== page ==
I've encountered a couple of tricks while using DNDBeyond. Viewing on a mobile device, or with a browser at a smaller width, and using a scrolling screenshot, I can screen shot an item and print it out on a three by five card to hand out to my players. Reading on mobile or tablet is nice, especially with the app that is in beta, but I do most of my reading on a kindle. With the save to kindle extension installed in chrome I can view the books a chapter at a time and send them formatted for reading to my kindle.
All in all, I find DNDBeyond to be a boon to DMs and useful as a player. The site is being worked on and updated constantly, more and more non-retail book content is being added, like Lost Laboratory of Kwalish, and someday maybe even non Wizards of the Coast products will be on there.  There are no reasons for me not to embrace this fully, while I love the feel of a book, I prefer digital because of space and manufacturing resources. Not being able to flip through the book to recognize a specific page I see as being its greatest flaw, but I have only encountered this in books I have read before DNDBeyond existed.
Richard Fraser has been roleplaying since the early days of Dungeons and Dragons and started with the red box in the eighties. He currently prefers to DM fifth edition D&D, though reads a lot of OSR and PbtA. He currently has podcast, Cockatrice Nuggets and maintains a blog, both of which can be found at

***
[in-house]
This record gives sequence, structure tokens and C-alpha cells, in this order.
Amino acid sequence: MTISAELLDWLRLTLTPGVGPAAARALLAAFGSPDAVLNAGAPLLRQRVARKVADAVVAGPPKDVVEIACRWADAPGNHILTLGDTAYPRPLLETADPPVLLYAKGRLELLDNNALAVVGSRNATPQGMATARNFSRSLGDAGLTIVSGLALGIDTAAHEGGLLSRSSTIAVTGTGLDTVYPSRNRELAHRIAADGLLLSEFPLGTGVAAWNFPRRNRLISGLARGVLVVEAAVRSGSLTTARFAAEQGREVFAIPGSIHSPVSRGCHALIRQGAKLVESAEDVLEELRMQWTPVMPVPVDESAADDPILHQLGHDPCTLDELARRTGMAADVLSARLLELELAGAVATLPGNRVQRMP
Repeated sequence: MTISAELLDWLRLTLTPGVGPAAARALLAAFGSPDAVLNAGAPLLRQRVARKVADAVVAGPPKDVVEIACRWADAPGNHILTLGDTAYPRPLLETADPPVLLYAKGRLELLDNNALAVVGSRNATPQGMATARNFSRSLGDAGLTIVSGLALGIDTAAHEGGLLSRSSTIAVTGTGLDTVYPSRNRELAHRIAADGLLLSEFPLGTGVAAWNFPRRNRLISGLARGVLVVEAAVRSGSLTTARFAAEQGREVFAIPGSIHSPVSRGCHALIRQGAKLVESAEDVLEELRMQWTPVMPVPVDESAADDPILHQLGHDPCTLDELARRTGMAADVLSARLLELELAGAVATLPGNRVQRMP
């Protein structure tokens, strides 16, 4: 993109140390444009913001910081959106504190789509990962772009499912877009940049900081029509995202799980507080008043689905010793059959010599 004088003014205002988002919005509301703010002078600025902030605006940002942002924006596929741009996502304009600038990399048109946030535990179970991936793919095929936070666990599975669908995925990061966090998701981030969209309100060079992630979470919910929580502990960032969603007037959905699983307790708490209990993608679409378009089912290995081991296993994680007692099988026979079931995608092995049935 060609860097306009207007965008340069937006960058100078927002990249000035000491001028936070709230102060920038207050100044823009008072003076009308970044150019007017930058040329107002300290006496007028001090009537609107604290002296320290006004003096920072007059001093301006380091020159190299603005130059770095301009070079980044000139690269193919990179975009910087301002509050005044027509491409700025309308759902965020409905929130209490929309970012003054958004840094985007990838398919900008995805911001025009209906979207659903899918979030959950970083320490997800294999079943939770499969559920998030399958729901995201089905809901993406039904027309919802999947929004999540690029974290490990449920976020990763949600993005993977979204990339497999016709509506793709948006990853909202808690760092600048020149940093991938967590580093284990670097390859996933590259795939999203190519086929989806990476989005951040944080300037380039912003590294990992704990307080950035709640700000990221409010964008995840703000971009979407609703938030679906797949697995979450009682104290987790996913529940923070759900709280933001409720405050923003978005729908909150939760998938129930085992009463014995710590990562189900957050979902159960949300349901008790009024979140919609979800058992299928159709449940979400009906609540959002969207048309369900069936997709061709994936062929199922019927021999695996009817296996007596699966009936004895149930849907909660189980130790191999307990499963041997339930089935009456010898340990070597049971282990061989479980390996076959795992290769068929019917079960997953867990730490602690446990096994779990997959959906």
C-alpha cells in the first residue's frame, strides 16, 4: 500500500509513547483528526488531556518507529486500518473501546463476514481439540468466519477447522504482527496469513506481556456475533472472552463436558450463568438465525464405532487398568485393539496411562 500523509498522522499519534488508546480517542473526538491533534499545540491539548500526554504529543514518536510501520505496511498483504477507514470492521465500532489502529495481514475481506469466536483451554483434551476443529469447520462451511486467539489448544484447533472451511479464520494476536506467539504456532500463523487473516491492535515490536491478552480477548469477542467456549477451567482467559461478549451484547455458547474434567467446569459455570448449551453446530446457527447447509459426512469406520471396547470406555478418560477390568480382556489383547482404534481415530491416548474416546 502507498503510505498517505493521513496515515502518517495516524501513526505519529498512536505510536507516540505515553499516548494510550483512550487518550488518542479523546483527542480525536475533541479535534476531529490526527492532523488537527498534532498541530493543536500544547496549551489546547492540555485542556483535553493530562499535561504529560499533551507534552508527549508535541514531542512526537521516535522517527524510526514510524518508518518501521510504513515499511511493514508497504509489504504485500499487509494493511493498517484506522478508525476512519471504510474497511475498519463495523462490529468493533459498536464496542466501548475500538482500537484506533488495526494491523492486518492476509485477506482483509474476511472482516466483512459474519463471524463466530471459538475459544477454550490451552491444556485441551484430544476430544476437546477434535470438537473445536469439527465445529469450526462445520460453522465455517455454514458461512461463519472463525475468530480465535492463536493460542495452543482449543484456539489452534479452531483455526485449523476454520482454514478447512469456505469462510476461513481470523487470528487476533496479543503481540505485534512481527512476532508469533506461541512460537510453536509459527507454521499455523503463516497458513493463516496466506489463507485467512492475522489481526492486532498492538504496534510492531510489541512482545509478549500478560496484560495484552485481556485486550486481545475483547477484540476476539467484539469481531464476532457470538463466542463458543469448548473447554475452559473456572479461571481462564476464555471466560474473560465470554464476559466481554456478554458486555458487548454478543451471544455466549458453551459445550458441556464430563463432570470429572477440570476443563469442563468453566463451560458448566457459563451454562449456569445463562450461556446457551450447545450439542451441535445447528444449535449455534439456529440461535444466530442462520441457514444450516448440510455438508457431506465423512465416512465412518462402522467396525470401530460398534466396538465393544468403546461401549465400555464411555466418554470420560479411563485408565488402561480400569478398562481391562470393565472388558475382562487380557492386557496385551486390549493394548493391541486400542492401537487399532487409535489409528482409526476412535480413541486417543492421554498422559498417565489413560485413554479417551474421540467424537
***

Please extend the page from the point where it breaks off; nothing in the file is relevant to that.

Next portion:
Dec 6, 2018

New High Level Games post

This is a copy of the post that appears here.

Metagaming, in a board game, is the game above the game. It's the social savvy in Bohnanza or Monopoly, tricky wording and deals in Cosmic Encounter or Diplomacy, or the planning ahead needed in a game of Chess or Risk. Metagaming is a board gaming skill used in most games, from Yahtzee to poker. So why is it so frowned upon in role playing games? The common scenario is that a group of players come across a troll and start burning it or throwing acid and the GM calls shenanigans. I believe this is because the dungeon master feels cheated because their encounter becomes trivialized with the knowledge the players bring to the table. In my opinion, player knowledge and skill helps the players get into the game. Who, in a fantasy world rife with orcs, trolls, and vampires, would venture out to fight monsters with no common knowledge? Tell me, how do you kill a vampire? Do you think someone who lived in a world where vampires really exist would have more or less knowledge than you? Taking all that into perspective metagaming takes many forms that we just don't recognize. Let's take a look at some of the oft overlooked forms of metagaming that we already do at the table and then we can talk about that player who brings a monster manual to the table.

1) It's A Game

First up, the shortest answer: it’s a game. Frank the fighter doesn't know what second wind or weapon proficiencies are. He only knows how to power through and what he can wield. Anytime you invoke mechanics not based in the fiction, react with rules, or state an action to perform, you are metagaming. 

2) Player Skill

D&D has its roots in player skill. It is only in the later editions that emphasis on skill checks have made their way to the front of gaming. Deciding when to cast a spell or invoke an ability is player skill. Figuring out puzzles or how to get past an obstacle is the player using their skill to complete a challenge. Skill use is still metagaming by using a mechanic to eliminate a barrier. By leaving the decision in the players hands they can be the guide of their character and keep them in the game longer.